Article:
California Winter Wildlife Are Here
Anyone who’s traveled to Point Reyes more than once realizes that the weather is completely unpredictable. This is my fourth year as a docent, and still can’t predict how the weather will play out during the day. I always bring four layers of clothing, including long underwear, fleece, my Gore-Tex jacket and some mittens.
But January 4, my first day of being a docent, was incredibly clear and warm. We saw 28 whales in the morning shift at the lighthouse. Seeing whales is kind of an exaggeration, as anyone who has been up to the lighthouse knows.
Mostly what we see is a faint view of a dark back and maybe a fluke (tail). We often see a light blow of air every once in a while.
But even that slight indication that there’s a forty-ton mammal beneath the surface excites visitors from around the world. Some complain that they don’t see more. “That’s it?” they exclaim, imagining that they’d see a whole body coming out of the water instead.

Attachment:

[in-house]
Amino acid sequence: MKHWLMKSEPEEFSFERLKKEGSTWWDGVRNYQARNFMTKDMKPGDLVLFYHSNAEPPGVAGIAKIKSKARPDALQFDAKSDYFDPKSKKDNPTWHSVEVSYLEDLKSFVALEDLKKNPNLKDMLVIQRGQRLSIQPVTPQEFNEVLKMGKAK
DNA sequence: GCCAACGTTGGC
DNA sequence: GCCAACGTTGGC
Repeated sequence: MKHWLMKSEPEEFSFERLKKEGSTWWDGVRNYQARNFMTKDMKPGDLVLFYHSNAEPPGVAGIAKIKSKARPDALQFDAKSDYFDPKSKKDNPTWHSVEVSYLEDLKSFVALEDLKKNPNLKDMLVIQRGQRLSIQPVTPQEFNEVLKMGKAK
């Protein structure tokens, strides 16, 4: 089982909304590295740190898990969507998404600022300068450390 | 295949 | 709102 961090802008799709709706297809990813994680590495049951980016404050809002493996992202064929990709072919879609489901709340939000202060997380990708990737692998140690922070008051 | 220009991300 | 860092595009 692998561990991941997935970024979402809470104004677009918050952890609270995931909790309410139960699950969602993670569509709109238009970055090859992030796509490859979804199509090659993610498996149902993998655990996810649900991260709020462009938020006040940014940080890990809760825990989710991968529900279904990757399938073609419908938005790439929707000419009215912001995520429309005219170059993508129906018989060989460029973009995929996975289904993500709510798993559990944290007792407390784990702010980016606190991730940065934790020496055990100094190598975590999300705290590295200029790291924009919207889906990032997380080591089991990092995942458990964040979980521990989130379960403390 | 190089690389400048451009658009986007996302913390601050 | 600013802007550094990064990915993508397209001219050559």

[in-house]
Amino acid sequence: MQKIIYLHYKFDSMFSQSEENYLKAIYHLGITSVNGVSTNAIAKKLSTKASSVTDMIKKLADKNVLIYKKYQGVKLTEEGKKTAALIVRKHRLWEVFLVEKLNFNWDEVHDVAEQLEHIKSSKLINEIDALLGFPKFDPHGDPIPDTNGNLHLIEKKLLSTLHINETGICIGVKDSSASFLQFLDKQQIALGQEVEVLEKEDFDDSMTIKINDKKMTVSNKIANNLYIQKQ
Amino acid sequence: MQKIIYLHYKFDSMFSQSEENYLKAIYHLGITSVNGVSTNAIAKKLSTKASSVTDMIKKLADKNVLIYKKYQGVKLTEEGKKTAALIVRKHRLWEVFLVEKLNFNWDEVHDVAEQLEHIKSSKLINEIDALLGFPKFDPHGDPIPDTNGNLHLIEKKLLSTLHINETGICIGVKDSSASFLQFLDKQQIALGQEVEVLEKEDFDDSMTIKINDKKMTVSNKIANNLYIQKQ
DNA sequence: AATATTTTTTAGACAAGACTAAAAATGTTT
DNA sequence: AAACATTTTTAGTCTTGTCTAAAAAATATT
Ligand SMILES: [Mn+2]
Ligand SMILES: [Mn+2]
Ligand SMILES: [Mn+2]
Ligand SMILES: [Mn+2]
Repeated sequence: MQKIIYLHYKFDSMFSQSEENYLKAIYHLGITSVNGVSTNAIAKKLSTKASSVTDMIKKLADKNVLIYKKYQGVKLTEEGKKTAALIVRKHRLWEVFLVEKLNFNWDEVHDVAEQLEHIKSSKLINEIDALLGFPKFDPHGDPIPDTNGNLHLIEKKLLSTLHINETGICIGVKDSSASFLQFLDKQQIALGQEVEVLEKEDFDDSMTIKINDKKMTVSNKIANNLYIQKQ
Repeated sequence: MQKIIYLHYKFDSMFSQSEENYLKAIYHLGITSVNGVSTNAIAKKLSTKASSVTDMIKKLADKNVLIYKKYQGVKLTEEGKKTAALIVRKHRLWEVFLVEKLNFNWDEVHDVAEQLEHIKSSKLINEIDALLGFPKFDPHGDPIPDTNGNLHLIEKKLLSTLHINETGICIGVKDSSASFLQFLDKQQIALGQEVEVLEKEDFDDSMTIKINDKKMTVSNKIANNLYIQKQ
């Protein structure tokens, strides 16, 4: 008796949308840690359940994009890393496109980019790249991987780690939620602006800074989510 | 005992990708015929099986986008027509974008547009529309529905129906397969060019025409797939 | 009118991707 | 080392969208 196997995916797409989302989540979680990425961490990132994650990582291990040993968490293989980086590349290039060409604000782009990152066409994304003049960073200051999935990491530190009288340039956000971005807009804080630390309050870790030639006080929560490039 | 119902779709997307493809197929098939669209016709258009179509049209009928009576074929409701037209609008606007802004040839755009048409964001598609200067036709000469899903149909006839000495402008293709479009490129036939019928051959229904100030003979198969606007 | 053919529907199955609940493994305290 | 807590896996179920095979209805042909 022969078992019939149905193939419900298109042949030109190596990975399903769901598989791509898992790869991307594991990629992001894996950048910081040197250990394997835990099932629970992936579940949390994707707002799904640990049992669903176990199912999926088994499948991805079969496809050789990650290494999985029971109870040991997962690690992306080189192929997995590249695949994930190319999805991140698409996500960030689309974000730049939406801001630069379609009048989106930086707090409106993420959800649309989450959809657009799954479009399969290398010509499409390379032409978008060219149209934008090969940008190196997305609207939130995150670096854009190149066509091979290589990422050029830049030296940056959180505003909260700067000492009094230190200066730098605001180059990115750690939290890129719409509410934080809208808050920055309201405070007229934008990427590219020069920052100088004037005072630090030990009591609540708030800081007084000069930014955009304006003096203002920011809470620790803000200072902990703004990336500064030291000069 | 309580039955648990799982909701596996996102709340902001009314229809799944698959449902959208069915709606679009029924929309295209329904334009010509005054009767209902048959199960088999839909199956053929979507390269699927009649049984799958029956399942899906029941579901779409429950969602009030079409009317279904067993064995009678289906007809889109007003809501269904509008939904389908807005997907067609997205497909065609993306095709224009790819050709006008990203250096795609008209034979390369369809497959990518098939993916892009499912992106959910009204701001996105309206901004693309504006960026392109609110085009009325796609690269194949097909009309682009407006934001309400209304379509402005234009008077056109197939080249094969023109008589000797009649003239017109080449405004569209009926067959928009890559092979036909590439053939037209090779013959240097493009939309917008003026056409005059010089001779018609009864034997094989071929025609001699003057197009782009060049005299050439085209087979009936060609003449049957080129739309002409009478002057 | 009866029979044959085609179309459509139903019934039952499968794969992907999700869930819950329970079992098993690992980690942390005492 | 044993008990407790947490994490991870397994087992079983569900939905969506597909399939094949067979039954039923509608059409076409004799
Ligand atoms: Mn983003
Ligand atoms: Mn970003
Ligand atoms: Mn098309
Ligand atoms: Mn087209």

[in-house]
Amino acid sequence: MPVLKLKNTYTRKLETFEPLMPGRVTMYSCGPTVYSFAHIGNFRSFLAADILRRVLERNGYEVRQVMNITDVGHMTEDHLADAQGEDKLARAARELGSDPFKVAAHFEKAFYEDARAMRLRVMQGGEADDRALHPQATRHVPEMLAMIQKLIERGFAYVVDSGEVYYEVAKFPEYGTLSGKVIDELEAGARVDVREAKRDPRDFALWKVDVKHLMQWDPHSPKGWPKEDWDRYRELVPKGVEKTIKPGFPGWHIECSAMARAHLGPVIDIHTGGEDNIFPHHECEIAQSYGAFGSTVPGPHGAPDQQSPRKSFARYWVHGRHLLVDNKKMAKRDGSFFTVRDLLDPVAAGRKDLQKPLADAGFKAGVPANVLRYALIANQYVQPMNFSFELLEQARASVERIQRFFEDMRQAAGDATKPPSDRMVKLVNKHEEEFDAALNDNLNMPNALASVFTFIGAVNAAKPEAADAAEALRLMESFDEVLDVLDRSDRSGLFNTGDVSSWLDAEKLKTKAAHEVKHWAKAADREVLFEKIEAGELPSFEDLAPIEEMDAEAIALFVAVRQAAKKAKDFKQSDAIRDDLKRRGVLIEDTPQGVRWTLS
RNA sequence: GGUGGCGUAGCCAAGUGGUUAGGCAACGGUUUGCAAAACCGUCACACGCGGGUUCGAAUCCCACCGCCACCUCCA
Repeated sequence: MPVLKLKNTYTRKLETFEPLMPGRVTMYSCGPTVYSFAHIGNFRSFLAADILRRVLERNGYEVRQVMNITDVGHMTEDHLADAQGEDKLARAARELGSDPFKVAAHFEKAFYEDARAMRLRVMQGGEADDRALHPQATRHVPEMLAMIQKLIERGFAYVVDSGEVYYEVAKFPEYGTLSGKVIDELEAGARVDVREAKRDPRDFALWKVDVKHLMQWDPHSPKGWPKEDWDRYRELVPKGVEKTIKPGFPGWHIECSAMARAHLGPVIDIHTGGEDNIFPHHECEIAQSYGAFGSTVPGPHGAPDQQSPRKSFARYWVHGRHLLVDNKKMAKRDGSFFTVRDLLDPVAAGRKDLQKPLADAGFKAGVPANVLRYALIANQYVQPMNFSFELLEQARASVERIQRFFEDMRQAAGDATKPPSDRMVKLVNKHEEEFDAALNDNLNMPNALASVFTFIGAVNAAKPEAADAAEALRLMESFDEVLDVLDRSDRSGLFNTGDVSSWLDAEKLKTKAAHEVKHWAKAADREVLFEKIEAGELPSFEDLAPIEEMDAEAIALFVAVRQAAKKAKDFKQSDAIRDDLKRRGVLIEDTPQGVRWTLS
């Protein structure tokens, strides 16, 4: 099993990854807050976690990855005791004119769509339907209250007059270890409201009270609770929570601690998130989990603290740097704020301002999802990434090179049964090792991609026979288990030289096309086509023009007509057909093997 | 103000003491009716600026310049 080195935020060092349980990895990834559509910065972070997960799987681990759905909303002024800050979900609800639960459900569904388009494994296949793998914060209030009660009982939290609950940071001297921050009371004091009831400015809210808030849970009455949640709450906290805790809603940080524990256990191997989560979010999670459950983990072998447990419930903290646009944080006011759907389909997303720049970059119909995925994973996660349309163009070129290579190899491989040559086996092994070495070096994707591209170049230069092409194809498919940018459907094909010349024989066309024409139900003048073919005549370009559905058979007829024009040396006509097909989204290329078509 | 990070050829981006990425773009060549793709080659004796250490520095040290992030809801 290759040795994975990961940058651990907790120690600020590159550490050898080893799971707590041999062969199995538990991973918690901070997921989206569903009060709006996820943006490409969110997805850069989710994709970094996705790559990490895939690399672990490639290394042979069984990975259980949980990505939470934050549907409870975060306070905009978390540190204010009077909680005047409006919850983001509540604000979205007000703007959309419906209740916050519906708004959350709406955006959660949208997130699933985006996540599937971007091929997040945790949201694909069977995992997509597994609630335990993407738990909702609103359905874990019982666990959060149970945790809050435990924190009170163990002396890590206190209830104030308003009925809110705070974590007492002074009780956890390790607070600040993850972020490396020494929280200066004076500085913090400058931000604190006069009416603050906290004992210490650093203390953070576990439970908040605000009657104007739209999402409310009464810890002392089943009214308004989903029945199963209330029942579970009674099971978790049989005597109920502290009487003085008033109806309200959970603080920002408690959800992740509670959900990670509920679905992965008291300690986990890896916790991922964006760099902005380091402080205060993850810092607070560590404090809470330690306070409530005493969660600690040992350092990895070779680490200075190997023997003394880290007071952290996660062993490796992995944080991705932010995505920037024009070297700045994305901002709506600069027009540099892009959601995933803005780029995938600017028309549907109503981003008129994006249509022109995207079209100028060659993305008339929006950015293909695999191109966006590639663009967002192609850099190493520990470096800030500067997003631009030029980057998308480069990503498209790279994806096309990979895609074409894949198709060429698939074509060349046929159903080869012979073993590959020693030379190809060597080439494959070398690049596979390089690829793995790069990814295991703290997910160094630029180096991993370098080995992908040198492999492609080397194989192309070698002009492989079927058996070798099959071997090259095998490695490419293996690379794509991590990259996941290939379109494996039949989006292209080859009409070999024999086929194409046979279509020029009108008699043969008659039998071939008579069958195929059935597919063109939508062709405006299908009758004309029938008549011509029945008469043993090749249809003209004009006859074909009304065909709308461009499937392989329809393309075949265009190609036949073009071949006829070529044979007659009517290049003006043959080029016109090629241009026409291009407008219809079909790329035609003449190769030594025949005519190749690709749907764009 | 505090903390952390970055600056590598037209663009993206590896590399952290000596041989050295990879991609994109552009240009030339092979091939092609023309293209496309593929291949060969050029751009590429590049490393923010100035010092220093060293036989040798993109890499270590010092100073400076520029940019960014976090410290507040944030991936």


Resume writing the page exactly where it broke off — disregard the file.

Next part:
The local Peregrine Falcon has a rock that he stations himself on, scanning the landscape for intruders into his territory. We watched him attack a juvenile Red-tailed hawk. He was vocalizing loudly and then swooped the bird, which was sitting on a cliff about 200 feet from the Peregrine.
He circled around and swooped the Red-tail again, vocalizing loudly the whole time. A scene better than any National Geo special I’ve seen online. The crowd was transfixed by the beauty of the Peregrine. The ranger later told me that this conflict had been happening for at least three weeks, and that they had seen the Peregrine tackle the Red-tail on the ground. They rolled over together. But that hawk keeps returning to the Peregrine’s territory, where they have a nest.
Meanwhile, a sea lion in the ocean below had a large fish or shark that it was trying to break apart by bashing it against the top of the water. Bash, bash. Parts of the fish flew around him and the gulls and pelicans dove for those pieces. Bash, bash. Eight or nine gulls hovered over him to grab the scraps. This went on for about ten minutes. (More drama for the visitors.)
That’s just some of the morning excitement. I missed the long-eared owls that another docent saw on her way over to our next station.
We moved over the Chimney Rock overlook, where we found the Northern Elephant seals, primarily males with some females and newborn pups. It was slow and quiet among the crowd of mammals on the beach, though we knew in a few weeks that the beach would be noisy with new-born pups, vocalizing females and bellowing males.
On our ride home we witnessed a full radiant moon, reflecting on the reservoir as it rose into the darkened sky.